One of the most frequently discussed aspects of the Intel BX chipset is its broadening of the overclocking horizons. When Intel released the chipset you had to expect a load of BX motherboards to be made by Supermicro, notorious for meeting release dates with a wide variety of motherboards for just about any this case however, just about any user...except overclockers. Let's take a look at the un-overclockable Supermicro BX boards...this time for the Multi-processing community

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Motherboard Specifications

CPU Interface Slot-1
Chipset Intel 440BX
L2 Cache N/A (on-chip)
Form Factor ATX
Bus Speeds 66/100 MHz
Clock Multipliers 2.0x - 6.0x
Voltages Supported 1.3v - 3.5v (Auto-Detect)
Memory Slots 4 168pin DIMM Slots (EDO/SDRAM)
Expansion Slots 1 AGP Slot
4 PCI Slots
3 ISA Slots (1 Shared / 3 Full Length)
Onboard SCSI Adaptec 3940UW
w/ RAID Port (P6DBS Only)

The Good

We've heard this time and time again in the BX world, 4 PCI, 3 ISA, and 1 AGP slot, nothing more to it. If you have more than 4 PCI cards you may want to shift your attention to the MTech/Soyo BX board, if you need more than 3 ISA slots you may want to search for upgrades to some of your older peripherals as it is highly unlikely that you will see that happening. The P6DBS makes it clear that it is a no-nonsense High End Workstation/Server motherboard with the 4 DIMM slots accepting a maximum of 1GB of SDRAM, all of which is cacheable provided that you use 2 x Pentium II processors with 512KB of L2 cache a piece.

The P6DBS's layout is a bit larger than most Pentium II - BX motherboards, simply because of the inclusion of the 4th DIMM slot and the second processor slot, making multi-processing a reality. The P6DBS' second processor capability cannot be taken advantage of unless you are using an Operating System that specifically supports multiple processors, such as Windows NT, OS/2 Warp 4, Unix, or the BeOS (which has been independently verified to work on the BX chipset by AnandTech)...Windows 95 will NOT use the second processor. Under Windows NT, you must be running a multithreaded application such as Adobe Photoshop, or Lightwave in order to take advantage of the second processor where as under OSes like OS/2 Warp 4 and the BeOS normal tasks are accelerated approximately 15 - 25% by the addition of a second processor, multitasking now becomes much less of a chore. supermicro_p6dbs-sm.jpg (16372 bytes)

Unlike most motherboards, Supermicro chose to go with the AMI WinBIOS instead of the Award PnP BIOS for their CMOS Setup Utility. The AMI WinBIOS mimics the old Windows 3.11 interface and even allows you to navigate through the setup with your mouse provided it is plugged in at the time of startup. While this is a "cute" feature, the WinBIOS does not lack in power when compared to the more conventional Award BIOS. In fact, the AMI WinBIOS can be a very difficult setup to configure, especially when dealing with the Chipset Features and Memory Timings. Luckily, like most other BX motherboards, the P6DBS offers a SDRAM Auto configuration setting which communicates with your PC100 SDRAM using its on-board SPD ROM (those extra bucks spent on SDRAM w/ on-board EEPROM finally pay off) that configures your Memory for the best possible combination of stability/performance, virtually eliminating the need to learn the meanings of all of your BIOS Settings.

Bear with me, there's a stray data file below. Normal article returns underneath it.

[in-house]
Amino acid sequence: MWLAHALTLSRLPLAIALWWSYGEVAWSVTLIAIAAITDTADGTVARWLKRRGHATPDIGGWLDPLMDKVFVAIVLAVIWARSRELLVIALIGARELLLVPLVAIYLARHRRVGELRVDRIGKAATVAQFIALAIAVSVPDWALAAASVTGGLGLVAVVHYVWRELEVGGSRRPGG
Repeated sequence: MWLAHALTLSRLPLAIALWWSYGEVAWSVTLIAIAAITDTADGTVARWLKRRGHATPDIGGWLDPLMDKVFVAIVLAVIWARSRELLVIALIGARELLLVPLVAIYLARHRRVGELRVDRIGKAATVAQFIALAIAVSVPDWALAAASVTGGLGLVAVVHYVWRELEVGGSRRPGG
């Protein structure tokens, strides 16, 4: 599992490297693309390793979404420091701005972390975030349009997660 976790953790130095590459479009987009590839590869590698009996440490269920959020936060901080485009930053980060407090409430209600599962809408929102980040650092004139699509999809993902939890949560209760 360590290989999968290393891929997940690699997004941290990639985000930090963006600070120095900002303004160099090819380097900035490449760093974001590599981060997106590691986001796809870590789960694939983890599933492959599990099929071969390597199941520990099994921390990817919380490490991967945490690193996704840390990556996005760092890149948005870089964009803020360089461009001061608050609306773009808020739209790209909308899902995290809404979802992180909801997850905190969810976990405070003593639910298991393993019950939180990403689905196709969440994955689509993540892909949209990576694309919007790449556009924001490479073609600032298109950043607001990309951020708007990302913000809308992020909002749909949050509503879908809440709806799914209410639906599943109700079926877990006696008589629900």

If you do feel like manually configuring your SDRAM is necessary, the Supermicro User's Manual also doubles as an AMI WinBIOS manual, and a very good one at that. Not only does the manual provide the best explanation this webmaster has seen of common BIOS settings, but it also recommends what settings should be enabled/disabled (unfortunately quite a few settings are left with the phrase "leave as default setting" next to them).

The stability of the P6DBS isn't something you can complain about, the motherboard is solid as a rock and it is obvious that the board was intended to be run in a do-or-die situation, the server audience the P6DBS is geared towards should gladly accept its presence as the motherboard had no problems completing any of the performance/reliability tests conducted. The on-board Adaptec 2940UW SCSI Controller makes the presence of only 4 PCI slots "ok" since you save one PCI slot by having the SCSI card on-board. The P6DBS was packaged with the latest SCSI Drivers and Win95/NT had no problems detecting/configuring the on-board SCSI Controller, it integrated just as seamlessly as if you had went out and bought an add-on SCSI controller kit.

The performance of the P6DBS is identical to that of the P6SBA and P6DBE when using a single processor, in comparison, the Supermicro board falls in-between the top two performers in the BX World currently, the ABIT BX6 and the Top Tier performing ASUS P2B. Congrats to Supermicro on another job well done, however you overclockers out there may be a little more than disappointed with one of the P6DBS's "features..."

The Bad

Don't plan on overclocking the P6DBS, if you have a Pentium II - 233, 266, 300, or 333 (66MHz bus speed Pentium II's) then the P6DBS will auto-detect the proper bus speed for your CPU and it will clock your system accordingly. You could set your system to 100 x 3.5, and the board would still over-ride your decision by clocking it at 66 x 3.5. Of course, as with other BX motherboards, the Pentium II - 350 and 400 can only be clocked at their rated speeds (350MHz & 400MHz respectively) regardless of the clock multiplier used. If you want the performance of a Pentium II - 400 on this motherboard then you're going to have to buy a Pentium II - 400 to get it.

The Test
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